In this issue

Jonathan Tobin: Defending the Right to a Jewish State

Heather Hale: Compliment your kids without giving them big heads

Megan Shauri: 10 ways you are ruining your own happiness

Carolyn Bigda: 8 Best Dividend Stocks for 2015

Kiplinger's Personal Finance editors: 7 Things You Didn't Know About Paying Off Student Loans

Samantha Olson: The Crucial Mistake 55% Of Parents Are Making At Their Baby's Bedtime

Densie Well, Ph.D., R.D. Open your eyes to yellow vegetables

The Kosher Gourmet by Megan Gordon With its colorful cache of purples and oranges and reds, COLLARD GREEN SLAW is a marvelous mood booster --- not to mention just downright delish
April 18, 2014

Rabbi Yonason Goldson: Clarifying one of the greatest philosophical conundrums in theology

Caroline B. Glick: The disappearance of US will

Megan Wallgren: 10 things I've learned from my teenagers

Lizette Borreli: Green Tea Boosts Brain Power, May Help Treat Dementia

John Ericson: Trying hard to be 'positive' but never succeeding? Blame Your Brain

The Kosher Gourmet by Julie Rothman Almondy, flourless torta del re (Italian king's cake), has royal roots, is simple to make, . . . but devour it because it's simply delicious

April 14, 2014

Rabbi Dr Naftali Brawer: Passover frees us from the tyranny of time

Greg Crosby: Passing Over Religion

Eric Schulzke: First degree: How America really recovered from a murder epidemic

Georgia Lee: When love is not enough: Teaching your kids about the realities of adult relationships

Cameron Huddleston: Freebies for Your Lawn and Garden

Gordon Pape: How you can tell if your financial adviser is setting you up for potential ruin

Dana Dovey: Up to 500,000 people die each year from hepatitis C-related liver disease. New Treatment Has Over 90% Success Rate

Justin Caba: Eating Watermelon Can Help Control High Blood Pressure

The Kosher Gourmet by Joshua E. London and Lou Marmon Don't dare pass over these Pesach picks for Manischewitz!

April 11, 2014

Rabbi Hillel Goldberg: Silence is much more than golden

Caroline B. Glick: Forgetting freedom at Passover

Susan Swann: How to value a child for who he is, not just what he does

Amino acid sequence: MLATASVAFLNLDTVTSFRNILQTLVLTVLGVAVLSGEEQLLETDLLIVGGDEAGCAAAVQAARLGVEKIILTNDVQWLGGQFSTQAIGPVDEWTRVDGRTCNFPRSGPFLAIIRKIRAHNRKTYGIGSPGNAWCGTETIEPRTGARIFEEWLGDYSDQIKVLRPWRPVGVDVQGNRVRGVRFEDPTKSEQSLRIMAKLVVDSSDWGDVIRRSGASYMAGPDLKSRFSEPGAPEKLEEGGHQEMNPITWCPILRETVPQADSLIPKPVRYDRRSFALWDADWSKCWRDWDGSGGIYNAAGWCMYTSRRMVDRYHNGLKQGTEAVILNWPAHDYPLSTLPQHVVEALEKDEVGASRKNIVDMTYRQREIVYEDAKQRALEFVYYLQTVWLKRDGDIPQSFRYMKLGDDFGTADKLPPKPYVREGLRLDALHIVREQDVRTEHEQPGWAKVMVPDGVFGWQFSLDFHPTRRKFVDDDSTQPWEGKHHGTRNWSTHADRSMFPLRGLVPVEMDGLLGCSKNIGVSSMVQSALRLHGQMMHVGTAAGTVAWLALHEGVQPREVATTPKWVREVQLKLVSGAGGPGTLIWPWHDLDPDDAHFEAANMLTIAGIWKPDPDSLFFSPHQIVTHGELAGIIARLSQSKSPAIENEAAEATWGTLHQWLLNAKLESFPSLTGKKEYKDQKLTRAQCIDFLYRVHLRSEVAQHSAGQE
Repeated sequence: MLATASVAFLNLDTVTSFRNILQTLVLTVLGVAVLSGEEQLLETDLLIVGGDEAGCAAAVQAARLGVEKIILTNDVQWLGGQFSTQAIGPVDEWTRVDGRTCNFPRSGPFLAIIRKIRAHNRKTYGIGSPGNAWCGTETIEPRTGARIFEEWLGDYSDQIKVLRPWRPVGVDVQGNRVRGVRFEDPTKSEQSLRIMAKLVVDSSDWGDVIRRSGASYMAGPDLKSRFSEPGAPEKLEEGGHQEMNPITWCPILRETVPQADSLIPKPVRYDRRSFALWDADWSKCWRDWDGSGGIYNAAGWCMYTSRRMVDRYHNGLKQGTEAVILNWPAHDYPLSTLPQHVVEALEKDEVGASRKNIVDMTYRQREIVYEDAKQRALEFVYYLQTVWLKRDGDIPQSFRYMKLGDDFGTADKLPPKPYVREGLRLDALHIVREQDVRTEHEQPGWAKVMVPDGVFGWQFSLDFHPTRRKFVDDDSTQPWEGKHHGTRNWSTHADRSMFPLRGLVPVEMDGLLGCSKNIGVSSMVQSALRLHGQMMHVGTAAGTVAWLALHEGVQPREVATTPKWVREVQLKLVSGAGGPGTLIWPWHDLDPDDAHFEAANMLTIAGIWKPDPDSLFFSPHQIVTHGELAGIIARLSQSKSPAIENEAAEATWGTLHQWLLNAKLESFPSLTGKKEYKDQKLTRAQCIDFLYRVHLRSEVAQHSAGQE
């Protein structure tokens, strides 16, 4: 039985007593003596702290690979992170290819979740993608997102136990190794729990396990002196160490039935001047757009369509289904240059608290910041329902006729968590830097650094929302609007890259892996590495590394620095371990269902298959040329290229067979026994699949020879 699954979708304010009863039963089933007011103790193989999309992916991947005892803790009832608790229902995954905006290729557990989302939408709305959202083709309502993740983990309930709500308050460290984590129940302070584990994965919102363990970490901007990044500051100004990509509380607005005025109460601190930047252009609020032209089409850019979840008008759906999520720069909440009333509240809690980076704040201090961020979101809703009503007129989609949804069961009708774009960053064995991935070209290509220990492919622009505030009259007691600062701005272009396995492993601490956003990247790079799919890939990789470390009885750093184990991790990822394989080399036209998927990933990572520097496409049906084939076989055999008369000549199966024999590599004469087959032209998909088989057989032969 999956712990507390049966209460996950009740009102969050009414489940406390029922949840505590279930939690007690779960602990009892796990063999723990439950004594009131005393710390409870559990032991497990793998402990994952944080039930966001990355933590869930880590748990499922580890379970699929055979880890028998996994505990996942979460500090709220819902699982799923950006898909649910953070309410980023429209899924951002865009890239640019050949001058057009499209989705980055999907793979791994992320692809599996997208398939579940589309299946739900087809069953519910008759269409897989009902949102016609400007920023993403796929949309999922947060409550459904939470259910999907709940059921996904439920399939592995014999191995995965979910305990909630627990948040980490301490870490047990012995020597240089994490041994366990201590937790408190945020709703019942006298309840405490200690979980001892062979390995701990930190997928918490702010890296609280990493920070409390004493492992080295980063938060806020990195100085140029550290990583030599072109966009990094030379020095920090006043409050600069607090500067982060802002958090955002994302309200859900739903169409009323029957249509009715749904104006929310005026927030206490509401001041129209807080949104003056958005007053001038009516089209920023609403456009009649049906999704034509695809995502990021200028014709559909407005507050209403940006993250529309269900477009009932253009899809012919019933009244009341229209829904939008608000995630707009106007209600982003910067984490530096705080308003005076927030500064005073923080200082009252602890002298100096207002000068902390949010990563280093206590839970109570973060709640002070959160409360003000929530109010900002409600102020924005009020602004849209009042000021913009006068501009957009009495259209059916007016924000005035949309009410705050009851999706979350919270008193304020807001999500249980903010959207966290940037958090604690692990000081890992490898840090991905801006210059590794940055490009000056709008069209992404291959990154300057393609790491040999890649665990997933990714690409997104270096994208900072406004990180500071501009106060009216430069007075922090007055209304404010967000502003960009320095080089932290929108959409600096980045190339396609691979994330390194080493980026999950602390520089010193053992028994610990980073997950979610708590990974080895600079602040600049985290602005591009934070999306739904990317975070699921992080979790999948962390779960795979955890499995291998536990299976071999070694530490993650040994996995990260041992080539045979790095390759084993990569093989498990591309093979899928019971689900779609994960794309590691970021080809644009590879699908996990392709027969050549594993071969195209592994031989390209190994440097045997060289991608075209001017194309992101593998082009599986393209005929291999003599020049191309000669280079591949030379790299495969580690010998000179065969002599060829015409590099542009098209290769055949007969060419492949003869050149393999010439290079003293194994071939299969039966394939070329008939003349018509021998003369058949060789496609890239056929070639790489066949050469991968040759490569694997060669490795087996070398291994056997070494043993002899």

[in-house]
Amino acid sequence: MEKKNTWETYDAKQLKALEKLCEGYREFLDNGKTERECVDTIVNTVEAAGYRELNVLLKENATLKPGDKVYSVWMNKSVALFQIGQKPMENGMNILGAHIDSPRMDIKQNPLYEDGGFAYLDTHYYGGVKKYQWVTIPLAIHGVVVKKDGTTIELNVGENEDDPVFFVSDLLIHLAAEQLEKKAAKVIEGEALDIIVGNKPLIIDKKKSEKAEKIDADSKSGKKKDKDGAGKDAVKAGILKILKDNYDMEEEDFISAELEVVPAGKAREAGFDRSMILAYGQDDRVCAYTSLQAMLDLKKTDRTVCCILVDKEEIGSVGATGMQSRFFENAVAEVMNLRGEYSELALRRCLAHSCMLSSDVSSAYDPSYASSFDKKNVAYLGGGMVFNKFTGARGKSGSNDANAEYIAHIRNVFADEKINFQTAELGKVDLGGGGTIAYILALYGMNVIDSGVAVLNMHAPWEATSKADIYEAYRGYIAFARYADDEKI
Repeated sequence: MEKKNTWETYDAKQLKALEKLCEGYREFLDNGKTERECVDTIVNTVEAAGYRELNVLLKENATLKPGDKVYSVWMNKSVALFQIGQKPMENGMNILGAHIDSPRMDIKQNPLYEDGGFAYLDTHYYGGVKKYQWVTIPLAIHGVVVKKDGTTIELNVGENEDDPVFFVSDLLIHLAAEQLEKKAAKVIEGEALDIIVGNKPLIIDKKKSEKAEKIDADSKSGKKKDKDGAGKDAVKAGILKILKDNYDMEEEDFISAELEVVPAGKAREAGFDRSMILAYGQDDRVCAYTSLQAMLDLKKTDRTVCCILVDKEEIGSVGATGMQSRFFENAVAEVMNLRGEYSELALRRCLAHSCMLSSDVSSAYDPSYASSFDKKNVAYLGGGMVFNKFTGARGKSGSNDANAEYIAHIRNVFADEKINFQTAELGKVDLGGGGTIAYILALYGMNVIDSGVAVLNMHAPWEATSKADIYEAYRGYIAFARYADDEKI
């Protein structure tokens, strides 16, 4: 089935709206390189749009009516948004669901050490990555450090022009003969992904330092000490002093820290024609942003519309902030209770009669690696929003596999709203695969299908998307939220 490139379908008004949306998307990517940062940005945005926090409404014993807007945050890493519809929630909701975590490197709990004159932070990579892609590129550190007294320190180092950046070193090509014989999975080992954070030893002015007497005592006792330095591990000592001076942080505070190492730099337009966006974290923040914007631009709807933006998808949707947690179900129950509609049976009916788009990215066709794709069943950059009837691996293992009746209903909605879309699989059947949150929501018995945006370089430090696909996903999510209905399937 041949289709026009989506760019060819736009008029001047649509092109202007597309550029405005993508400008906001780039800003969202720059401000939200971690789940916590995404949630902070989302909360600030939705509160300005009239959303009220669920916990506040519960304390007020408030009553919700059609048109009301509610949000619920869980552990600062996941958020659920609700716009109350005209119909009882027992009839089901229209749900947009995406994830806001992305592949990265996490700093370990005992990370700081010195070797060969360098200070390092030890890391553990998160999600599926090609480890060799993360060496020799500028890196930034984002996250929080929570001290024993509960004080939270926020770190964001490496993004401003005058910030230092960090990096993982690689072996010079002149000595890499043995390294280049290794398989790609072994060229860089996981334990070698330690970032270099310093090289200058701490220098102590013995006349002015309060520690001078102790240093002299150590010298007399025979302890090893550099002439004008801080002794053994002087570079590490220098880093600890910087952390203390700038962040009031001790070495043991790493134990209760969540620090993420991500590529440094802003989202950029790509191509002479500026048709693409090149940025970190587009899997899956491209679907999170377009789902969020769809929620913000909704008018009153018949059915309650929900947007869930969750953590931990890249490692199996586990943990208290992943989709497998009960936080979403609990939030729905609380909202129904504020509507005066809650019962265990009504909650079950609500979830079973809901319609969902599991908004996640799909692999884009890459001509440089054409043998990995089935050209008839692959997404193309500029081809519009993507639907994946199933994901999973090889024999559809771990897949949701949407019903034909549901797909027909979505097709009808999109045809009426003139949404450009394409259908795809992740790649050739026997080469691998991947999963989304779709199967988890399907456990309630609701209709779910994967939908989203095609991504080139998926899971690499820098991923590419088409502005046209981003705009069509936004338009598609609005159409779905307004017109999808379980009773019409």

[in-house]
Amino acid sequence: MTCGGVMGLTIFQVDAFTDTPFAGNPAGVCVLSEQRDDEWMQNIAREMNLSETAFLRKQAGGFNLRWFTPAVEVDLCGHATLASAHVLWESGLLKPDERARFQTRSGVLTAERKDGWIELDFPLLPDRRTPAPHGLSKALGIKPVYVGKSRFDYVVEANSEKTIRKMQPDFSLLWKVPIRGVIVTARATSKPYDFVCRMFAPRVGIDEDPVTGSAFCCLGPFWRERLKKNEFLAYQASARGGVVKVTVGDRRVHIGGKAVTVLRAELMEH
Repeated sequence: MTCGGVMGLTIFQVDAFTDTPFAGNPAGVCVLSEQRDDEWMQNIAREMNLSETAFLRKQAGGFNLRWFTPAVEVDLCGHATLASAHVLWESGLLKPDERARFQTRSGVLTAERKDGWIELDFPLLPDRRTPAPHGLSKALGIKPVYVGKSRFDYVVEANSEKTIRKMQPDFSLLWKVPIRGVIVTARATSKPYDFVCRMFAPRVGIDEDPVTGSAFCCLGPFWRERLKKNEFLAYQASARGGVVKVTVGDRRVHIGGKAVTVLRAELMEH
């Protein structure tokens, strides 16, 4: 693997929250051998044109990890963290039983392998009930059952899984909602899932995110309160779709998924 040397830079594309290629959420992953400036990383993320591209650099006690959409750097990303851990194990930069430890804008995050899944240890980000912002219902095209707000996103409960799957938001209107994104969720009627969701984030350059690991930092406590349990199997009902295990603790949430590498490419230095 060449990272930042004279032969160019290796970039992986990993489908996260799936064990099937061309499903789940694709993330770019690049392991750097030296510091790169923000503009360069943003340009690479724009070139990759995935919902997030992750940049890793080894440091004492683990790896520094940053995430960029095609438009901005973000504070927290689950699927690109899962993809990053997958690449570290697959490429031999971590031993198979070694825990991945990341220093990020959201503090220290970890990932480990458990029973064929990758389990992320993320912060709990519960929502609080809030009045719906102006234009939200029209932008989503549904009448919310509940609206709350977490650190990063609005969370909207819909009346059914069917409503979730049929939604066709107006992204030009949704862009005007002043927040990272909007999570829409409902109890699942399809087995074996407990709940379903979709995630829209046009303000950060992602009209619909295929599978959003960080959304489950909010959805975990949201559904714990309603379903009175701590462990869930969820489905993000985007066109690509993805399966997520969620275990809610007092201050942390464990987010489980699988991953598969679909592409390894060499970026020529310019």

Cameron Huddleston: 7 Financial Tasks You Should Tackle Right Now

Sandra Block and Lisa Gerstner: How to Profit From Your Passion

Susan Scutti: A Simple Blood Test Might Soon Diagnose Cancer

Chris Weller: Have A Slow Metabolism? Let Science Speed It Up For You

The Kosher Gourmet by Diane Rossen Worthington Whitefish Terrine: A French take on gefilte fish

April 9, 2014

Jonathan Tobin: Why Did Kerry Lie About Israeli Blame?

Samuel G. Freedman: A resolution 70 years later for a father's unsettling legacy of ashes from Dachau

Jessica Ivins: A resolution 70 years later for a father's unsettling legacy of ashes from Dachau

Kim Giles: Asking for help is not weakness

Kathy Kristof and Barbara Hoch Marcus: 7 Great Growth Israeli Stocks

Matthew Mientka: How Beans, Peas, And Chickpeas Cleanse Bad Cholesterol and Lowers Risk of Heart Disease

Sabrina Bachai: 5 At-Home Treatments For Headaches

The Kosher Gourmet by Daniel Neman Have yourself a matzo ball: The secrets bubby never told you and recipes she could have never imagined

April 8, 2014

Lori Nawyn: At Your Wit's End and Back: Finding Peace

Susan B. Garland and Rachel L. Sheedy: Strategies Married Couples Can Use to Boost Benefits

David Muhlbaum: Smart Tax Deductions Non-Itemizers Can Claim

Jill Weisenberger, M.S., R.D.N., C.D.E : Before You Lose Your Mental Edge

Dana Dovey: Coffee Drinkers Rejoice! Your Cup Of Joe Can Prevent Death From Liver Disease

Chris Weller: Electric 'Thinking Cap' Puts Your Brain Power Into High Gear

The Kosher Gourmet by Marlene Parrish A gift of hazelnuts keeps giving --- for a variety of nutty recipes: Entree, side, soup, dessert

April 4, 2014

Rabbi David Gutterman: The Word for Nothing Means Everything

Charles Krauthammer: Kerry's folly, Chapter 3

Amy Peterson: A life of love: How to build lasting relationships with your children

John Ericson: Older Women: Save Your Heart, Prevent Stroke Don't Drink Diet

John Ericson: Why 50 million Americans will still have spring allergies after taking meds

Cameron Huddleston: Best and Worst Buys of April 2014

Stacy Rapacon: Great Mutual Funds for Young Investors

Sarah Boesveld: Teacher keeps promise to mail thousands of former students letters written by their past selves

The Kosher Gourmet by Sharon Thompson Anyone can make a salad, you say. But can they make a great salad? (SECRETS, TESTED TECHNIQUES + 4 RECIPES, INCLUDING DRESSINGS)

April 2, 2014

Paul Greenberg: Death and joy in the spring

Dan Barry: Should South Carolina Jews be forced to maintain this chimney built by Germans serving the Nazis?

Mayra Bitsko: Save me! An alien took over my child's personality